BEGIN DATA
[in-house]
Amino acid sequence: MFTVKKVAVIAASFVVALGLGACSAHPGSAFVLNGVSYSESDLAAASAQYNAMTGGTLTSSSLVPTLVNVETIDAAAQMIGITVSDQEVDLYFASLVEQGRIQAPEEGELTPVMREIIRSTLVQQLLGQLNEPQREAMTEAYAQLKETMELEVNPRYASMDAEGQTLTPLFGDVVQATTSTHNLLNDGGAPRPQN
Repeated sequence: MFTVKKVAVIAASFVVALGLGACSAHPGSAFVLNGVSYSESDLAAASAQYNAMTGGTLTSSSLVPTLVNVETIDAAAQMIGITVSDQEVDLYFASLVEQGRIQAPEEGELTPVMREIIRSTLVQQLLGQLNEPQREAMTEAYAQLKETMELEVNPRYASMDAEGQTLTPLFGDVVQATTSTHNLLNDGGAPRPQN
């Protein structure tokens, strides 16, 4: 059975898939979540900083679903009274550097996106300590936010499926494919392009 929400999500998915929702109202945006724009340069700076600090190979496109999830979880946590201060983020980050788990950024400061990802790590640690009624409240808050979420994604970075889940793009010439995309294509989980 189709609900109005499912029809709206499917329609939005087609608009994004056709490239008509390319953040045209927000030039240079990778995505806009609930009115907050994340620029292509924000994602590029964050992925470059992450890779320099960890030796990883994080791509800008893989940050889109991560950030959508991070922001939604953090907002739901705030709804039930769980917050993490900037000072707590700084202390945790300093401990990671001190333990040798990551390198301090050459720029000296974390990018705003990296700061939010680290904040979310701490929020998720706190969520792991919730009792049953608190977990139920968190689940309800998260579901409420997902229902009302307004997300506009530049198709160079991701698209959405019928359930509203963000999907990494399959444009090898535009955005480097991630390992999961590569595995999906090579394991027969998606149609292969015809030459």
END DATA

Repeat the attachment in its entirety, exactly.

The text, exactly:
[in-house]
Amino acid sequence: MFTVKKVAVIAASFVVALGLGACSAHPGSAFVLNGVSYSESDLAAASAQYNAMTGGTLTSSSLVPTLVNVETIDAAAQMIGITVSDQEVDLYFASLVEQGRIQAPEEGELTPVMREIIRSTLVQQLLGQLNEPQREAMTEAYAQLKETMELEVNPRYASMDAEGQTLTPLFGDVVQATTSTHNLLNDGGAPRPQN
Repeated sequence: MFTVKKVAVIAASFVVALGLGACSAHPGSAFVLNGVSYSESDLAAASAQYNAMTGGTLTSSSLVPTLVNVETIDAAAQMIGITVSDQEVDLYFASLVEQGRIQAPEEGELTPVMREIIRSTLVQQLLGQLNEPQREAMTEAYAQLKETMELEVNPRYASMDAEGQTLTPLFGDVVQATTSTHNLLNDGGAPRPQN
């Protein structure tokens, strides 16, 4: 059975898939979540900083679903009274550097996106300590936010499926494919392009 929400999500998915929702109202945006724009340069700076600090190979496109999830979880946590201060983020980050788990950024400061990802790590640690009624409240808050979420994604970075889940793009010439995309294509989980 189709609900109005499912029809709206499917329609939005087609608009994004056709490239008509390319953040045209927000030039240079990778995505806009609930009115907050994340620029292509924000994602590029964050992925470059992450890779320099960890030796990883994080791509800008893989940050889109991560950030959508991070922001939604953090907002739901705030709804039930769980917050993490900037000072707590700084202390945790300093401990990671001190333990040798990551390198301090050459720029000296974390990018705003990296700061939010680290904040979310701490929020998720706190969520792991919730009792049953608190977990139920968190689940309800998260579901409420997902229902009302307004997300506009530049198709160079991701698209959405019928359930509203963000999907990494399959444009090898535009955005480097991630390992999961590569595995999906090579394991027969998606149609292969015809030459």